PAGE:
Anti-Bribery Law in the USA


In an attempt to lead by example in anti-corruption internationally and safeguard the integrity of its capital markets, the U.S government has laws against firms and individuals who bribe foreign individuals and government officials for purposes of retaining business. Even though U.S. implementation efforts mainly are focused on U.S. companies, the FCPA (Foreign Corrupt Practices Act) of 1977 permits the government to take legal action against foreign companies that do business on U.S. capital markets. In addition, the law prohibits any payment done to a person knowing that it is meant for a prohibited foreign individual. Some U.S. companies have whined that the U.S anti-bribery laws are a disadvantage to them as several of their overseas competitors keep on paying bribes exclusive of fear of severe prosecution (Lander, 2009).

Ethics and practicality

In the past years, there has been a significant increase in investigations and prosecutions of foreign business bribery cases. About certain payments done to prohibited foreign individuals for the intention of obtaining or retaining business.The implementation of the anti-bribery law has had corrective effects on the way businesses carry out activities overseas. Large companies have argued that since U.S. corporations are under the risk of prosecution due to foreign bribery, other nations should. Therefore, they have funded organizations like Transparency International and due to this; other foreign countries have implemented laws related to the U.S. anti-bribery law (Weissman, 2002).

The implementation of the U.S anti-bribery law has lead to an increase in the number of investigations and actions against bribery in developing countries, under their domestic anti-bribery laws, for inappropriate payments made to their government officials by foreign businesses and individuals. Non-US companies and individuals consequently have a higher risk of several investigations and sanctions from any illegal deals (Deringer, 2009).

This law rules out corrupt payments to manipulate a foreign official’s act or choice and only if it helps in obtaining or retaining business. Therefore, the only acts that can be prosecuted under the law are corrupt payments made to obtain or retain businesses. In addition, the anti-bribery law has been weak over the years and history shows that few entities have been prosecuted for violation of the law. Arguably, it is said that a bribe is paid to a foreign official or individual to lessen a company’s tax burden or customs duties in a particular country (Weissman, 2002).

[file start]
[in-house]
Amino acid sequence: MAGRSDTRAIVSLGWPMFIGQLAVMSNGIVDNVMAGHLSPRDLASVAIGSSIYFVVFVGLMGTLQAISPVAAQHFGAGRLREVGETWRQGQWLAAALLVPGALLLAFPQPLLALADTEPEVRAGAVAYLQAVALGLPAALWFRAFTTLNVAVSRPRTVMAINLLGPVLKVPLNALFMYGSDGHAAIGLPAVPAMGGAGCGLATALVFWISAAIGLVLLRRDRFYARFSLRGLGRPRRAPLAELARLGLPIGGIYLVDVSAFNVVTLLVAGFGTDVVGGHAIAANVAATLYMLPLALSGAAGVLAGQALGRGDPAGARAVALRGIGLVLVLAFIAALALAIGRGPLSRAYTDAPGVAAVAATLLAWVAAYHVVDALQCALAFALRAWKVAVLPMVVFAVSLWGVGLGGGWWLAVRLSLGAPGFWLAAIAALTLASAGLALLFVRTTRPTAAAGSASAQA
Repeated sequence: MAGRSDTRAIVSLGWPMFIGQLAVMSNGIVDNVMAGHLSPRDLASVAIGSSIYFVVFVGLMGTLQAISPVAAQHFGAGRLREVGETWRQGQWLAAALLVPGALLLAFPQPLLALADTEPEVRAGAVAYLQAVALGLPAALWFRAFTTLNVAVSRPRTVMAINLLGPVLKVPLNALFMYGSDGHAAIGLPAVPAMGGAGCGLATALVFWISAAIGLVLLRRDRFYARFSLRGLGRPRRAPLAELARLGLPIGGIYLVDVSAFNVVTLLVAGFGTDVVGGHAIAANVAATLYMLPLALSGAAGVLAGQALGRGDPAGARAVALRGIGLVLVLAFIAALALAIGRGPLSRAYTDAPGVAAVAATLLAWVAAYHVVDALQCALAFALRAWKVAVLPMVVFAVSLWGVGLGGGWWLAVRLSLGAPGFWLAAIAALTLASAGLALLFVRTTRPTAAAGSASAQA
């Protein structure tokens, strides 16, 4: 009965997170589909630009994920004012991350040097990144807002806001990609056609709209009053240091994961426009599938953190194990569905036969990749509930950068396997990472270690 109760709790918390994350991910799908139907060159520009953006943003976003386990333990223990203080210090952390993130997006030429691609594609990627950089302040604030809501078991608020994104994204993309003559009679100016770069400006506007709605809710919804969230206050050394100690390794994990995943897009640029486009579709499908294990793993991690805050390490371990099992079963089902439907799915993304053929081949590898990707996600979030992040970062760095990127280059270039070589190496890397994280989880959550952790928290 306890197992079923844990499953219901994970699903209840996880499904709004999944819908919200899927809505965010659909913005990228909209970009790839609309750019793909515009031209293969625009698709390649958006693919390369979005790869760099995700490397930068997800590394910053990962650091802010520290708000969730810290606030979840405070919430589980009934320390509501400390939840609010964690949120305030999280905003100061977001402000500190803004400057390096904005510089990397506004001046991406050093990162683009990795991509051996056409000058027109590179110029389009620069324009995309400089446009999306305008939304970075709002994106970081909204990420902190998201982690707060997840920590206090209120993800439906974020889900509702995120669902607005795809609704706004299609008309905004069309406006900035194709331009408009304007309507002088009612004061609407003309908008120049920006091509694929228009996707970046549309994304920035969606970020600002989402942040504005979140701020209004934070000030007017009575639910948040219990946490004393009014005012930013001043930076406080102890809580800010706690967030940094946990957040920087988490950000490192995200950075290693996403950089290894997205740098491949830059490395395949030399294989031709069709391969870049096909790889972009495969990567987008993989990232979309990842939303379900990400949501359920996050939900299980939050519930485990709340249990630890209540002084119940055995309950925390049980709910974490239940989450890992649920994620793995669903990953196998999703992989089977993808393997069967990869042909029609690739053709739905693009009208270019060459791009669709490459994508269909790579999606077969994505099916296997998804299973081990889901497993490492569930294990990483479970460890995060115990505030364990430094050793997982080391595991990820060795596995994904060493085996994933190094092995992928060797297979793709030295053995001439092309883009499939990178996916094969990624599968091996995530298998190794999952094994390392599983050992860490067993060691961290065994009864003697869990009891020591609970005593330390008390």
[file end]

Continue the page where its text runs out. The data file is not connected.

Enforcement of anti-bribery laws is not simply solved by bullet point plans. However, the socio-economic and political impacts of bribery cannot be ignored. Organizations like transparency international have been at the forefront in maintaining transparency and honesty in international organizations and the U.S has shown a lead in anti-bribery (Breidenbach, 2004).


Serious imposing of the FCPA actually is an advantage to U.S. businesses because it helps to protect the integrity of U.S. capital markets, ensure fairness and the assurance of investors who will be more encouraged to invest their money in U.S markets. Extensive corruption in several developing countries, together with weak implementation of anti-bribery laws in developed countries, has generated considerable dirty deals (Zwaniecki, 2007).

To be effective, the U.S government has initiated compliance programs that need to be directed to the particular business of a company and be implemented by the company. The punishment for violations of the law is severe and for convictions, companies can be fined and in addition to the fines, an individual could be jailed for up to five years (Campbell, 1998).


Breidenbach, M. (2004) Towards a Global Ethic. Web.

Campbell, R. (1998) Business Ethics and Anti-corruption. Web.

Deringer, F. (2009) the Extraterritorial Reach of US Anti-bribery Law. Web.

Lander, G. (2009) Compliance with U.S. Anti-bribery Laws. Web.

Weissman, R. (2002) Anti-Bribery Law Takes a Hit. Web.

Zwaniecki, A. (2007) Foreign Companies in United States Bound by Anti-bribery Law. Web.

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